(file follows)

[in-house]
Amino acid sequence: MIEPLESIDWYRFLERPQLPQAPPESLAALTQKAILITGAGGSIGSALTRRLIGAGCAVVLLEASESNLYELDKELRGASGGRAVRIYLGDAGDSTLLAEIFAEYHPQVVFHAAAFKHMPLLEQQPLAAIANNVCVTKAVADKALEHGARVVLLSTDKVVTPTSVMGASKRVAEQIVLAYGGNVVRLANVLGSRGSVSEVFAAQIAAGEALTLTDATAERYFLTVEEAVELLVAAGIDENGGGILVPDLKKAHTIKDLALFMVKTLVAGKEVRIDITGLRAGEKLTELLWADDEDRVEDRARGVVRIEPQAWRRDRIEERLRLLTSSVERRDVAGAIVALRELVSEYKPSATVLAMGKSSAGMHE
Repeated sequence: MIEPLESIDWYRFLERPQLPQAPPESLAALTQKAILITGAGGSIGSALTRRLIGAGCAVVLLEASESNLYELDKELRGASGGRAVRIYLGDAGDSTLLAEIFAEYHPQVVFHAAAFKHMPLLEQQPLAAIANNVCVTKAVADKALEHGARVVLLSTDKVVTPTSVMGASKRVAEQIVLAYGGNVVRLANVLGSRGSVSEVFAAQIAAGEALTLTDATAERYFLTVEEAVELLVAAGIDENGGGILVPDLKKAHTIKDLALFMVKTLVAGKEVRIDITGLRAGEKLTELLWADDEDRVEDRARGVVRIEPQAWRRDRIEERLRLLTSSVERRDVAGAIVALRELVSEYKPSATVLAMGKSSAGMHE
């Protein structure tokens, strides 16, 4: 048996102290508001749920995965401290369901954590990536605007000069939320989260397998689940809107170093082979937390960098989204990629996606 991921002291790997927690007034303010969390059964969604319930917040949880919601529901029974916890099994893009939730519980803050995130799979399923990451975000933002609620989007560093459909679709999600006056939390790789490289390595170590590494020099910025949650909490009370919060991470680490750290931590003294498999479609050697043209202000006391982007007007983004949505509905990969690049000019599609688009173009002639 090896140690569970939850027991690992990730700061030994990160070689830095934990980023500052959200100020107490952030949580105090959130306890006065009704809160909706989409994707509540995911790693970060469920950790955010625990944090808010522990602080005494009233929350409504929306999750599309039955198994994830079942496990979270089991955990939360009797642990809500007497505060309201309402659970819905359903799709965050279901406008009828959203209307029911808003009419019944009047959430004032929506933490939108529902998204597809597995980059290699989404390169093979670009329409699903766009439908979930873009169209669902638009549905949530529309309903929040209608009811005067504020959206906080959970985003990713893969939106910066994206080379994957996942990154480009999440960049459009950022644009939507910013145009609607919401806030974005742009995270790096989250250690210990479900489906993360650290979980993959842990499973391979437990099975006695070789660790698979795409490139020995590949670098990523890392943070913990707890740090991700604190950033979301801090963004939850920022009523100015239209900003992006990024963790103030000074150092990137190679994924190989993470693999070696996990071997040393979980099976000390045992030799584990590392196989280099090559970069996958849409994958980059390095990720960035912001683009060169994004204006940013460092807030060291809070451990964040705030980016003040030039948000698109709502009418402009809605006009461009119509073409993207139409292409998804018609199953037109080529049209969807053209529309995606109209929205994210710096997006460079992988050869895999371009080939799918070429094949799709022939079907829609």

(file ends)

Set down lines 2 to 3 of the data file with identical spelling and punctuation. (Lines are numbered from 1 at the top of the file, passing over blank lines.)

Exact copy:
Amino acid sequence: MIEPLESIDWYRFLERPQLPQAPPESLAALTQKAILITGAGGSIGSALTRRLIGAGCAVVLLEASESNLYELDKELRGASGGRAVRIYLGDAGDSTLLAEIFAEYHPQVVFHAAAFKHMPLLEQQPLAAIANNVCVTKAVADKALEHGARVVLLSTDKVVTPTSVMGASKRVAEQIVLAYGGNVVRLANVLGSRGSVSEVFAAQIAAGEALTLTDATAERYFLTVEEAVELLVAAGIDENGGGILVPDLKKAHTIKDLALFMVKTLVAGKEVRIDITGLRAGEKLTELLWADDEDRVEDRARGVVRIEPQAWRRDRIEERLRLLTSSVERRDVAGAIVALRELVSEYKPSATVLAMGKSSAGMHE
Repeated sequence: MIEPLESIDWYRFLERPQLPQAPPESLAALTQKAILITGAGGSIGSALTRRLIGAGCAVVLLEASESNLYELDKELRGASGGRAVRIYLGDAGDSTLLAEIFAEYHPQVVFHAAAFKHMPLLEQQPLAAIANNVCVTKAVADKALEHGARVVLLSTDKVVTPTSVMGASKRVAEQIVLAYGGNVVRLANVLGSRGSVSEVFAAQIAAGEALTLTDATAERYFLTVEEAVELLVAAGIDENGGGILVPDLKKAHTIKDLALFMVKTLVAGKEVRIDITGLRAGEKLTELLWADDEDRVEDRARGVVRIEPQAWRRDRIEERLRLLTSSVERRDVAGAIVALRELVSEYKPSATVLAMGKSSAGMHE